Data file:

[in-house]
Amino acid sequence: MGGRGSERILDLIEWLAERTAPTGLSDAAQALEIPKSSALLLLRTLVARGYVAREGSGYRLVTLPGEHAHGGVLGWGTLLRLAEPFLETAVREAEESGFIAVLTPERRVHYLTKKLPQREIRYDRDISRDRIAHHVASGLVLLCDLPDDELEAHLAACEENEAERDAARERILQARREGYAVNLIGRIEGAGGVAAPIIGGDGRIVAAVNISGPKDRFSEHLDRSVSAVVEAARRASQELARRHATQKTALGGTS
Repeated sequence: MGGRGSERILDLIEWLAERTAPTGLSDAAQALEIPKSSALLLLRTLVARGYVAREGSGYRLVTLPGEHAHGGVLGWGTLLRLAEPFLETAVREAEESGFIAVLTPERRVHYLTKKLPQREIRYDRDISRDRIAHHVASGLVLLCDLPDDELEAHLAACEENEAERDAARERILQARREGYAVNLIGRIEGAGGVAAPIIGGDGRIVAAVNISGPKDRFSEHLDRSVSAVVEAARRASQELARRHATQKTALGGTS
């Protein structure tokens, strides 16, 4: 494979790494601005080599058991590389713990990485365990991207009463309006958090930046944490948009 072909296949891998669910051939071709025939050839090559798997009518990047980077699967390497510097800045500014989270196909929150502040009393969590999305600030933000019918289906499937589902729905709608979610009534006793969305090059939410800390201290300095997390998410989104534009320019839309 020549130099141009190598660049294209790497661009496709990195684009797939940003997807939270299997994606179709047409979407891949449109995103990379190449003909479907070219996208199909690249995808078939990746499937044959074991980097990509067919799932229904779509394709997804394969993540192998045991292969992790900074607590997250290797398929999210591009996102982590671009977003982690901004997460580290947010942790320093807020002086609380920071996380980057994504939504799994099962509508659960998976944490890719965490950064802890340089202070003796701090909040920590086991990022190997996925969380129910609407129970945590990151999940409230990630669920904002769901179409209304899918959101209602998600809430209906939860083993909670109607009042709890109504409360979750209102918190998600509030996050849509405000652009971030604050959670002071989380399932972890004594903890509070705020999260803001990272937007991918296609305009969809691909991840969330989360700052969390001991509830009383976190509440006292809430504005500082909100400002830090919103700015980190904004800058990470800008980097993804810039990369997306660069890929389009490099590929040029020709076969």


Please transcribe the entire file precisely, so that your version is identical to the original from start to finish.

[in-house]
Amino acid sequence: MGGRGSERILDLIEWLAERTAPTGLSDAAQALEIPKSSALLLLRTLVARGYVAREGSGYRLVTLPGEHAHGGVLGWGTLLRLAEPFLETAVREAEESGFIAVLTPERRVHYLTKKLPQREIRYDRDISRDRIAHHVASGLVLLCDLPDDELEAHLAACEENEAERDAARERILQARREGYAVNLIGRIEGAGGVAAPIIGGDGRIVAAVNISGPKDRFSEHLDRSVSAVVEAARRASQELARRHATQKTALGGTS
Repeated sequence: MGGRGSERILDLIEWLAERTAPTGLSDAAQALEIPKSSALLLLRTLVARGYVAREGSGYRLVTLPGEHAHGGVLGWGTLLRLAEPFLETAVREAEESGFIAVLTPERRVHYLTKKLPQREIRYDRDISRDRIAHHVASGLVLLCDLPDDELEAHLAACEENEAERDAARERILQARREGYAVNLIGRIEGAGGVAAPIIGGDGRIVAAVNISGPKDRFSEHLDRSVSAVVEAARRASQELARRHATQKTALGGTS
């Protein structure tokens, strides 16, 4: 494979790494601005080599058991590389713990990485365990991207009463309006958090930046944490948009 072909296949891998669910051939071709025939050839090559798997009518990047980077699967390497510097800045500014989270196909929150502040009393969590999305600030933000019918289906499937589902729905709608979610009534006793969305090059939410800390201290300095997390998410989104534009320019839309 020549130099141009190598660049294209790497661009496709990195684009797939940003997807939270299997994606179709047409979407891949449109995103990379190449003909479907070219996208199909690249995808078939990746499937044959074991980097990509067919799932229904779509394709997804394969993540192998045991292969992790900074607590997250290797398929999210591009996102982590671009977003982690901004997460580290947010942790320093807020002086609380920071996380980057994504939504799994099962509508659960998976944490890719965490950064802890340089202070003796701090909040920590086991990022190997996925969380129910609407129970945590990151999940409230990630669920904002769901179409209304899918959101209602998600809430209906939860083993909670109607009042709890109504409360979750209102918190998600509030996050849509405000652009971030604050959670002071989380399932972890004594903890509070705020999260803001990272937007991918296609305009969809691909991840969330989360700052969390001991509830009383976190509440006292809430504005500082909100400002830090919103700015980190904004800058990470800008980097993804810039990369997306660069890929389009490099590929040029020709076969």